It is not just about adopting new technologies. Carriers must also transform to drive sustainable change.
This year’s TM Forum Asia event took place in Malaysia on November 13-15 with ‘digital transformation’ as the main theme. While the topic is not new in the industry, it is actually the right time in Asia. For many years, carriers have been offering enterprise solutions such as cloud, mobility, UC&C, and IoT and positioning themselves as digital transformation enablers in the market. However, many carriers in the emerging Asia markets are still quite behind with their internal journeys. These carriers are still stuck with their legacy infrastructures, processes, and mindset. Continue reading “TM Forum Digital Transformation Asia 2018: No Longer Optional for Asian Carriers”→
The industry is moving beyond the education and PoC stage into a second phase of proving blockchain apps in production via interoperability.
Operators are releasing blockchain solutions leveraging partnerships with platforms providers, including IBM and Microsoft.
Those in blockchain circles are throwing around the term ‘hype’ much less amid more practical discussions of late on how technology providers and systems integrators are actively building points of interoperability between disparate blockchain implementations and cloud platforms. The industry is moving beyond the education and proof-of-concept (PoC) stage and into a phase which aims to demonstrate how blockchain performs in production. This requires concrete steps towards interoperability among partners and various blockchain implementations. Interoperability with the promise of avoiding vendor lock-in is a key theme this quarter among leading providers and integrators such as IBM, Accenture, and AT&T. Continue reading “GlobalData Cites Phase Two of Blockchain: Interoperability of Disparate Systems”→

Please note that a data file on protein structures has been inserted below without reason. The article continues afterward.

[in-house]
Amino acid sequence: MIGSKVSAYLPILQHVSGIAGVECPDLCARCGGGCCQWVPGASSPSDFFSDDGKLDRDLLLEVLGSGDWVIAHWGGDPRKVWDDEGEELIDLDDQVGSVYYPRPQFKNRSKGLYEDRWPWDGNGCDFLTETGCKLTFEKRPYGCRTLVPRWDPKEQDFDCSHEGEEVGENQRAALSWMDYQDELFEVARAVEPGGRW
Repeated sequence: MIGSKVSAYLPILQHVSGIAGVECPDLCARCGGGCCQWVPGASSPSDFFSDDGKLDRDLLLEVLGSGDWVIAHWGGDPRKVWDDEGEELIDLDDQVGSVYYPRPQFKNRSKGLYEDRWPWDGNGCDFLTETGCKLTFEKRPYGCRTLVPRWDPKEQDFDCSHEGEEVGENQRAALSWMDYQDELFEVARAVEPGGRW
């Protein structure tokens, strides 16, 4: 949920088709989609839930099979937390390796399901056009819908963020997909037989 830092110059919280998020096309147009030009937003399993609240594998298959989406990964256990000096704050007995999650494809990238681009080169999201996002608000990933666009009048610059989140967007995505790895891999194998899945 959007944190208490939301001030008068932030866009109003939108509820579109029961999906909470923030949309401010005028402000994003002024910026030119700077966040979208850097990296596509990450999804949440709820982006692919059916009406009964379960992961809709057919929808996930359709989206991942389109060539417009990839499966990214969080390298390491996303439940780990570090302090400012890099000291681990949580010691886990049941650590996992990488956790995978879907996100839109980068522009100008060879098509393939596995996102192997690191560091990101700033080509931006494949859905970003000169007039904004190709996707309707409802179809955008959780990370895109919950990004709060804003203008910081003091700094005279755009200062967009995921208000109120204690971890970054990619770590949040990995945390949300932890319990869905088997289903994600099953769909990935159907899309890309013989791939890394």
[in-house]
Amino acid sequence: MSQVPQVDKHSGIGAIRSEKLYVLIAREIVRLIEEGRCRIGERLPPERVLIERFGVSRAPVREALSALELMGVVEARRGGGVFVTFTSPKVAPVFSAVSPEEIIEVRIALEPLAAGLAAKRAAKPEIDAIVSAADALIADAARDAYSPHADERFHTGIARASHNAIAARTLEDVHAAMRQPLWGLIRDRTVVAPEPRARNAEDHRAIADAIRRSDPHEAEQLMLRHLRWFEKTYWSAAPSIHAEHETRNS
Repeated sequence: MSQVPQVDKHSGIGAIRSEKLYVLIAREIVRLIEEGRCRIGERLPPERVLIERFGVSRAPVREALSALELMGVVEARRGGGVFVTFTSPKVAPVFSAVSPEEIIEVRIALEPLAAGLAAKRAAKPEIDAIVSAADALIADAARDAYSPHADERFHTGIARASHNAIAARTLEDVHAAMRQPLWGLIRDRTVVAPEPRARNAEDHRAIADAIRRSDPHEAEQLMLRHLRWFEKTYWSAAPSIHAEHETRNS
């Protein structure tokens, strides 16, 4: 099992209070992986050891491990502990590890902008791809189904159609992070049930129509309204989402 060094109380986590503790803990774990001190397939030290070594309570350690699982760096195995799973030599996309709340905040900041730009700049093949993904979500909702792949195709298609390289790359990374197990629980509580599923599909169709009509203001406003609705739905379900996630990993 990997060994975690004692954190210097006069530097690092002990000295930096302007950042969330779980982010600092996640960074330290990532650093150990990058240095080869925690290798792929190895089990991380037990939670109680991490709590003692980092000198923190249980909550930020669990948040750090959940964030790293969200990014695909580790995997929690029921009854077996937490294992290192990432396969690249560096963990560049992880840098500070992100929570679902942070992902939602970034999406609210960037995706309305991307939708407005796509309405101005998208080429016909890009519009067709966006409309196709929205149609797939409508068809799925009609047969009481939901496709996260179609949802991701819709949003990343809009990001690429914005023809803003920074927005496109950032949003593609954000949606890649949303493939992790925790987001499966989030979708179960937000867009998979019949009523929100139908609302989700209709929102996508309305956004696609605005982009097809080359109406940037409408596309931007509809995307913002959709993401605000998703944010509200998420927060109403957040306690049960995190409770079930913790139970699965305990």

• If blockchain is such a good idea, why hasn’t the enterprise IT industry already put it to work at scale?
• As it turns out, the reasons behind blockchain’s slow rate of adoption are as complex and multifaceted as blockchain itself.
Blockchain has been in the news recently with a number of notable players announcing the creation of advantageous partnerships, industry-savvy consortiums, and operationalized use cases. In just the last two days, systems integration powerhouse Accenture announced an innovative mechanism to connect disparate blockchain platforms, while IBM together with Telefónica announced a joint effort to use blockchain to streamline international call routing operations. Both investment and positive speculation remain at an all-time high for blockchain. Continue reading “Is the Idea of Blockchain Too Beautiful to Succeed?”→